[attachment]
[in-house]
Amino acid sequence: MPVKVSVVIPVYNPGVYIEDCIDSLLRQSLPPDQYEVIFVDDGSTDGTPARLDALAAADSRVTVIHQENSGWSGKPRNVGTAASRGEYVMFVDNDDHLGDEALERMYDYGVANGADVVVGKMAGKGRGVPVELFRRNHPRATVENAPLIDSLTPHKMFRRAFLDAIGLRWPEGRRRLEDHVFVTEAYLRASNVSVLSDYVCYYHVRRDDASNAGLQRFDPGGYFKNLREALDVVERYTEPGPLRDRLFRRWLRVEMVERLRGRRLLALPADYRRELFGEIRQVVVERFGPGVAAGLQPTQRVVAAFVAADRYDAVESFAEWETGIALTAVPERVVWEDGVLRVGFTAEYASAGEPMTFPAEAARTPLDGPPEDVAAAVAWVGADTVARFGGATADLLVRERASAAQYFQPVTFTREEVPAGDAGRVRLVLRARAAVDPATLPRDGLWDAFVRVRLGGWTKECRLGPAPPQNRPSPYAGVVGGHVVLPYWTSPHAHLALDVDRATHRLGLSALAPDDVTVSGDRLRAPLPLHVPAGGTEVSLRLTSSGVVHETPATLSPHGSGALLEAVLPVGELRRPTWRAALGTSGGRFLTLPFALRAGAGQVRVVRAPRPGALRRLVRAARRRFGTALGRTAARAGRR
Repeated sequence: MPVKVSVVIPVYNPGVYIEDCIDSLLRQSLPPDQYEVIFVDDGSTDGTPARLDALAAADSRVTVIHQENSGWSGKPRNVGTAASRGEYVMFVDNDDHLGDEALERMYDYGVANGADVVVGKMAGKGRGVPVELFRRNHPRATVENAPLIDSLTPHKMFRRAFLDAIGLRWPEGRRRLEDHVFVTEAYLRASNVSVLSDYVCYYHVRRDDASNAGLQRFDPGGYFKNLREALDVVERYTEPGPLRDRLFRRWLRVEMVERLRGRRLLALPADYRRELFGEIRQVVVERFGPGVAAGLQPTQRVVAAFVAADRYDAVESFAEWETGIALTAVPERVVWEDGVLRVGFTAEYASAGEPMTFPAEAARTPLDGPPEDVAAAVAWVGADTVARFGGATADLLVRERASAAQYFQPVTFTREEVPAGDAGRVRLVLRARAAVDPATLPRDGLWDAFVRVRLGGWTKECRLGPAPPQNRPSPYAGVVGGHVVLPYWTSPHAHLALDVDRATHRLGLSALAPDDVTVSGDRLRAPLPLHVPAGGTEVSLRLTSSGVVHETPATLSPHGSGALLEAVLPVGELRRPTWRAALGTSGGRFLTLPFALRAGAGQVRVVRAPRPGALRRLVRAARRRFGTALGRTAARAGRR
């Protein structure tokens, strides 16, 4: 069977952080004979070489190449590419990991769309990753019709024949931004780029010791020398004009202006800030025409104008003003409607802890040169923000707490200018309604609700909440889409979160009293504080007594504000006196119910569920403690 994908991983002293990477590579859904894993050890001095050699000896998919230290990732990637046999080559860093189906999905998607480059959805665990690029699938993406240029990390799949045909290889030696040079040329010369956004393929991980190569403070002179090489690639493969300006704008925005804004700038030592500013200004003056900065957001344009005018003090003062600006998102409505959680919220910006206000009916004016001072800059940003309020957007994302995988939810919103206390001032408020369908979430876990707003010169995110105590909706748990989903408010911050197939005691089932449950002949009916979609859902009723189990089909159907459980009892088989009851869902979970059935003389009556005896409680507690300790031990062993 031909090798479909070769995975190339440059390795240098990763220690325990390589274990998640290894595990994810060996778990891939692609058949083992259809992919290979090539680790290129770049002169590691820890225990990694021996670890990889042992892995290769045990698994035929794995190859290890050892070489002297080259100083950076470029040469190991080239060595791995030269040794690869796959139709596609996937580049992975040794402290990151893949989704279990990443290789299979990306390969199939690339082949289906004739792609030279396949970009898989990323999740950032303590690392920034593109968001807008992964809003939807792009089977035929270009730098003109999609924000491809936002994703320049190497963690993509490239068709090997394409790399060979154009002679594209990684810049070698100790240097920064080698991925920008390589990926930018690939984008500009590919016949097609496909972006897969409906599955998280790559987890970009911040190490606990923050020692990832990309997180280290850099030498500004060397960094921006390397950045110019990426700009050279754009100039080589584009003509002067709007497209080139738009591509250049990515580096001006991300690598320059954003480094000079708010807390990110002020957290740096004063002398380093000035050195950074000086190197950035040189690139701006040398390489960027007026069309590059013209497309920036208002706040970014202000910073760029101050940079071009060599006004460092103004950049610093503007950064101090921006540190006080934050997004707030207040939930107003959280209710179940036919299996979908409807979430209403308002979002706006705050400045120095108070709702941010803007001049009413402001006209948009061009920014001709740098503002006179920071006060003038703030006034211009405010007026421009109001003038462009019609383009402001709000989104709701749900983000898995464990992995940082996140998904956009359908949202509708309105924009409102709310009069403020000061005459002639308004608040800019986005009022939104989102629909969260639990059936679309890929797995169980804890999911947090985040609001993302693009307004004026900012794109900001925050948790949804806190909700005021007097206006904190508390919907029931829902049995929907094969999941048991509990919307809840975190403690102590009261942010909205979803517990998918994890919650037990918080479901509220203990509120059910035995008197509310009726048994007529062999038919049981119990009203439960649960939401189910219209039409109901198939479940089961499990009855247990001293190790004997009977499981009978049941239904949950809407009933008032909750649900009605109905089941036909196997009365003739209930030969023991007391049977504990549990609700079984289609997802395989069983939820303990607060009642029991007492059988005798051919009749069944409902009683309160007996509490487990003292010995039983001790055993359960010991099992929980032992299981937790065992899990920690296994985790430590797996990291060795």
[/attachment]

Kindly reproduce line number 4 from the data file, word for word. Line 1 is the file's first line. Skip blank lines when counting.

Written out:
């Protein structure tokens, strides 16, 4: 069977952080004979070489190449590419990991769309990753019709024949931004780029010791020398004009202006800030025409104008003003409607802890040169923000707490200018309604609700909440889409979160009293504080007594504000006196119910569920403690 994908991983002293990477590579859904894993050890001095050699000896998919230290990732990637046999080559860093189906999905998607480059959805665990690029699938993406240029990390799949045909290889030696040079040329010369956004393929991980190569403070002179090489690639493969300006704008925005804004700038030592500013200004003056900065957001344009005018003090003062600006998102409505959680919220910006206000009916004016001072800059940003309020957007994302995988939810919103206390001032408020369908979430876990707003010169995110105590909706748990989903408010911050197939005691089932449950002949009916979609859902009723189990089909159907459980009892088989009851869902979970059935003389009556005896409680507690300790031990062993 031909090798479909070769995975190339440059390795240098990763220690325990390589274990998640290894595990994810060996778990891939692609058949083992259809992919290979090539680790290129770049002169590691820890225990990694021996670890990889042992892995290769045990698994035929794995190859290890050892070489002297080259100083950076470029040469190991080239060595791995030269040794690869796959139709596609996937580049992975040794402290990151893949989704279990990443290789299979990306390969199939690339082949289906004739792609030279396949970009898989990323999740950032303590690392920034593109968001807008992964809003939807792009089977035929270009730098003109999609924000491809936002994703320049190497963690993509490239068709090997394409790399060979154009002679594209990684810049070698100790240097920064080698991925920008390589990926930018690939984008500009590919016949097609496909972006897969409906599955998280790559987890970009911040190490606990923050020692990832990309997180280290850099030498500004060397960094921006390397950045110019990426700009050279754009100039080589584009003509002067709007497209080139738009591509250049990515580096001006991300690598320059954003480094000079708010807390990110002020957290740096004063002398380093000035050195950074000086190197950035040189690139701006040398390489960027007026069309590059013209497309920036208002706040970014202000910073760029101050940079071009060599006004460092103004950049610093503007950064101090921006540190006080934050997004707030207040939930107003959280209710179940036919299996979908409807979430209403308002979002706006705050400045120095108070709702941010803007001049009413402001006209948009061009920014001709740098503002006179920071006060003038703030006034211009405010007026421009109001003038462009019609383009402001709000989104709701749900983000898995464990992995940082996140998904956009359908949202509708309105924009409102709310009069403020000061005459002639308004608040800019986005009022939104989102629909969260639990059936679309890929797995169980804890999911947090985040609001993302693009307004004026900012794109900001925050948790949804806190909700005021007097206006904190508390919907029931829902049995929907094969999941048991509990919307809840975190403690102590009261942010909205979803517990998918994890919650037990918080479901509220203990509120059910035995008197509310009726048994007529062999038919049981119990009203439960649960939401189910219209039409109901198939479940089961499990009855247990001293190790004997009977499981009978049941239904949950809407009933008032909750649900009605109905089941036909196997009365003739209930030969023991007391049977504990549990609700079984289609997802395989069983939820303990607060009642029991007492059988005798051919009749069944409902009683309160007996509490487990003292010995039983001790055993359960010991099992929980032992299981937790065992899990920690296994985790430590797996990291060795």